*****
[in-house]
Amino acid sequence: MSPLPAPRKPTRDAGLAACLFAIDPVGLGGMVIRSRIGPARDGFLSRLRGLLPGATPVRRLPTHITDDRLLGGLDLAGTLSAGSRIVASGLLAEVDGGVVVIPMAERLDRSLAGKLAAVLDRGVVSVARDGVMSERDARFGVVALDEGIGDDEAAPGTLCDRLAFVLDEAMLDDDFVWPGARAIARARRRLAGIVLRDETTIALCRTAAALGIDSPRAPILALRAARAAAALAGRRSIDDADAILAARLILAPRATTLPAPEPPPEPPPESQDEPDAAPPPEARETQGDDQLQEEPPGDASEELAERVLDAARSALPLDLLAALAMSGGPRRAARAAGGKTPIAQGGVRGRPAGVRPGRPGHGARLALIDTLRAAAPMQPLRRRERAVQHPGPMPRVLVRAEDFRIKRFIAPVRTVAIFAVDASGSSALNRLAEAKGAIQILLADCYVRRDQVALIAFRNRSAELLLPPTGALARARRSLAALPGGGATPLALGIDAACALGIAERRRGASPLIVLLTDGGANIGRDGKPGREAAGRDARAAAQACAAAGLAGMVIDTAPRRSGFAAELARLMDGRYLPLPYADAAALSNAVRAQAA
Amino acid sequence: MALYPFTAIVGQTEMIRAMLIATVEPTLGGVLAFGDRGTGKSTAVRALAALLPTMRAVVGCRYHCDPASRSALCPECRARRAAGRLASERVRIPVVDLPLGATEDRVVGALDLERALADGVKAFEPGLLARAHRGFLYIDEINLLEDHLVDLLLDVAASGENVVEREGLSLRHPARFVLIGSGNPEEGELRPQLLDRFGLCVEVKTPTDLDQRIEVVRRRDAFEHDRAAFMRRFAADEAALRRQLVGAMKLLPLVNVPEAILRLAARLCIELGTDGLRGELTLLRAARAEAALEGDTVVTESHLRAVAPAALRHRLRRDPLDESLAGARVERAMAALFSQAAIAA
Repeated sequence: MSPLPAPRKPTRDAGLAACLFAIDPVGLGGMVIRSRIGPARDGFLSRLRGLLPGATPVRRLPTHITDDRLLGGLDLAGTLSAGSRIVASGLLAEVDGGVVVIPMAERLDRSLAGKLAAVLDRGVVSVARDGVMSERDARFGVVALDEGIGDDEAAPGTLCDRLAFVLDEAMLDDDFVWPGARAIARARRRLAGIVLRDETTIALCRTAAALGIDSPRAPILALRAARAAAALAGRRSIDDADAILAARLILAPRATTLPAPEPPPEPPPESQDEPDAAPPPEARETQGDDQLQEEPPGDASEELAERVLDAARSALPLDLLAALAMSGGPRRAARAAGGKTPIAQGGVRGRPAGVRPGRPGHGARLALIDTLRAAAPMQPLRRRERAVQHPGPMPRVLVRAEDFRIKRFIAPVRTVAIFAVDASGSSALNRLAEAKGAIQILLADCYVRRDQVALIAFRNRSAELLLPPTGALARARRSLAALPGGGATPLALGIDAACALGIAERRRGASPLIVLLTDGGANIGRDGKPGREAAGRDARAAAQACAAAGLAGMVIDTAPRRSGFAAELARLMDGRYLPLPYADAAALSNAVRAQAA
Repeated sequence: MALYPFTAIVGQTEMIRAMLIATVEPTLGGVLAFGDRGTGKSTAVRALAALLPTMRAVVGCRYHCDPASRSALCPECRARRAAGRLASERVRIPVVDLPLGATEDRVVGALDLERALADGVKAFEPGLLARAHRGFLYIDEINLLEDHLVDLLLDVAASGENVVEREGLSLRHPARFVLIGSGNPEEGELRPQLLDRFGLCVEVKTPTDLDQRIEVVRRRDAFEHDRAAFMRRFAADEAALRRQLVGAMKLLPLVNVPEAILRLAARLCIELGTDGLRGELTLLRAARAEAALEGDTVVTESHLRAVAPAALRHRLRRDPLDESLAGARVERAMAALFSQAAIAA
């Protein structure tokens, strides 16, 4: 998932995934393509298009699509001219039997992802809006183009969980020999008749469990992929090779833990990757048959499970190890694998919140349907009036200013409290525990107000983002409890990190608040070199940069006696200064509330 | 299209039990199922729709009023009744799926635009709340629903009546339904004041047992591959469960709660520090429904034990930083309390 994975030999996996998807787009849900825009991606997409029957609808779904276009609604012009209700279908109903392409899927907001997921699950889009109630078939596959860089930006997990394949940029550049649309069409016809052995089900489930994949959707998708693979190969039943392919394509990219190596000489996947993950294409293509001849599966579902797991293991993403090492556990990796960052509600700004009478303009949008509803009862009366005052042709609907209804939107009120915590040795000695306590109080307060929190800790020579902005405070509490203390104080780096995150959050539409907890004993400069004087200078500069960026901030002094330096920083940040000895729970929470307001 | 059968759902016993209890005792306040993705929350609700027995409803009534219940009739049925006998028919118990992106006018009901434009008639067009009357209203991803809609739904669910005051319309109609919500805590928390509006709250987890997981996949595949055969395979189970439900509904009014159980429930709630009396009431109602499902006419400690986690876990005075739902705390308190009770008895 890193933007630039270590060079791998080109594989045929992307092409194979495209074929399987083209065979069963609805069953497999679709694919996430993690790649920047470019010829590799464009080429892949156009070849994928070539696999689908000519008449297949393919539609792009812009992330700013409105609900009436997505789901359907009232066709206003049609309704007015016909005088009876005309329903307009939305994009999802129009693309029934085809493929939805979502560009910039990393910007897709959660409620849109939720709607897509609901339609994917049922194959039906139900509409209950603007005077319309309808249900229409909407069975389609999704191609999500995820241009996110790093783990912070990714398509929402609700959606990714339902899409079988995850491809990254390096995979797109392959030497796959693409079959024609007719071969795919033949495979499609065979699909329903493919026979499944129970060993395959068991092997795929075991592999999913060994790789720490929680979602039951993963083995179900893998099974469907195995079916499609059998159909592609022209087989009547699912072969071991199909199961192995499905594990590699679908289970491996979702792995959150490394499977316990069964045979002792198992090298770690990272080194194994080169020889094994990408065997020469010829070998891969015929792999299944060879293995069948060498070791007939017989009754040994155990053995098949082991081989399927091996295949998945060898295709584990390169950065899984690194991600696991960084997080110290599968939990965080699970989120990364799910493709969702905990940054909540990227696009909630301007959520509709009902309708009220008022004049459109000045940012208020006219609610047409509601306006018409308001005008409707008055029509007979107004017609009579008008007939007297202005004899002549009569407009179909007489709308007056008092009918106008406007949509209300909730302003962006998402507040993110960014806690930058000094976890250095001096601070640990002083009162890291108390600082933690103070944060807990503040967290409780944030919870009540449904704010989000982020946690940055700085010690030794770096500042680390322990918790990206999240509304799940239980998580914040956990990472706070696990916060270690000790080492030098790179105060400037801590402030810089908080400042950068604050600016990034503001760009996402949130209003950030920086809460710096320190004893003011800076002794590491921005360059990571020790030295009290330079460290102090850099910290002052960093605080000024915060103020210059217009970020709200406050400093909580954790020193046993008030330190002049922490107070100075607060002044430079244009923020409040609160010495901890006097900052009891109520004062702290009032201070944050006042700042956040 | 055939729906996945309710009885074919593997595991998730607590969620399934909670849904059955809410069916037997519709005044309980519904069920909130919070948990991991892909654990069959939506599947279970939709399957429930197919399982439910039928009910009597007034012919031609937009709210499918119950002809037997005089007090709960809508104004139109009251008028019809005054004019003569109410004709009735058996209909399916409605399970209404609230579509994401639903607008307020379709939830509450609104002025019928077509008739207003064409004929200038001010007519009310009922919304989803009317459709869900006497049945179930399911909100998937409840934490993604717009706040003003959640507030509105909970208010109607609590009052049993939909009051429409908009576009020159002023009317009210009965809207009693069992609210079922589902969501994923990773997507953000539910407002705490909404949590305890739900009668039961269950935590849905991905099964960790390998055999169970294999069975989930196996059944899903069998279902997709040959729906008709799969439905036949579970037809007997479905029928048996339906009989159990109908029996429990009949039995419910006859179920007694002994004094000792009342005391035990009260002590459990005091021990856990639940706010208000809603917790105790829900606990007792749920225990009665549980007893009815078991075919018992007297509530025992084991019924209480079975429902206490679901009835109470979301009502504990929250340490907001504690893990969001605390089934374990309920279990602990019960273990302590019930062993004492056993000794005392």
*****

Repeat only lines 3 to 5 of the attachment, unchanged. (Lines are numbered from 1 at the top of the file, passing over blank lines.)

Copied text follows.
Amino acid sequence: MALYPFTAIVGQTEMIRAMLIATVEPTLGGVLAFGDRGTGKSTAVRALAALLPTMRAVVGCRYHCDPASRSALCPECRARRAAGRLASERVRIPVVDLPLGATEDRVVGALDLERALADGVKAFEPGLLARAHRGFLYIDEINLLEDHLVDLLLDVAASGENVVEREGLSLRHPARFVLIGSGNPEEGELRPQLLDRFGLCVEVKTPTDLDQRIEVVRRRDAFEHDRAAFMRRFAADEAALRRQLVGAMKLLPLVNVPEAILRLAARLCIELGTDGLRGELTLLRAARAEAALEGDTVVTESHLRAVAPAALRHRLRRDPLDESLAGARVERAMAALFSQAAIAA
Repeated sequence: MSPLPAPRKPTRDAGLAACLFAIDPVGLGGMVIRSRIGPARDGFLSRLRGLLPGATPVRRLPTHITDDRLLGGLDLAGTLSAGSRIVASGLLAEVDGGVVVIPMAERLDRSLAGKLAAVLDRGVVSVARDGVMSERDARFGVVALDEGIGDDEAAPGTLCDRLAFVLDEAMLDDDFVWPGARAIARARRRLAGIVLRDETTIALCRTAAALGIDSPRAPILALRAARAAAALAGRRSIDDADAILAARLILAPRATTLPAPEPPPEPPPESQDEPDAAPPPEARETQGDDQLQEEPPGDASEELAERVLDAARSALPLDLLAALAMSGGPRRAARAAGGKTPIAQGGVRGRPAGVRPGRPGHGARLALIDTLRAAAPMQPLRRRERAVQHPGPMPRVLVRAEDFRIKRFIAPVRTVAIFAVDASGSSALNRLAEAKGAIQILLADCYVRRDQVALIAFRNRSAELLLPPTGALARARRSLAALPGGGATPLALGIDAACALGIAERRRGASPLIVLLTDGGANIGRDGKPGREAAGRDARAAAQACAAAGLAGMVIDTAPRRSGFAAELARLMDGRYLPLPYADAAALSNAVRAQAA
Repeated sequence: MALYPFTAIVGQTEMIRAMLIATVEPTLGGVLAFGDRGTGKSTAVRALAALLPTMRAVVGCRYHCDPASRSALCPECRARRAAGRLASERVRIPVVDLPLGATEDRVVGALDLERALADGVKAFEPGLLARAHRGFLYIDEINLLEDHLVDLLLDVAASGENVVEREGLSLRHPARFVLIGSGNPEEGELRPQLLDRFGLCVEVKTPTDLDQRIEVVRRRDAFEHDRAAFMRRFAADEAALRRQLVGAMKLLPLVNVPEAILRLAARLCIELGTDGLRGELTLLRAARAEAALEGDTVVTESHLRAVAPAALRHRLRRDPLDESLAGARVERAMAALFSQAAIAA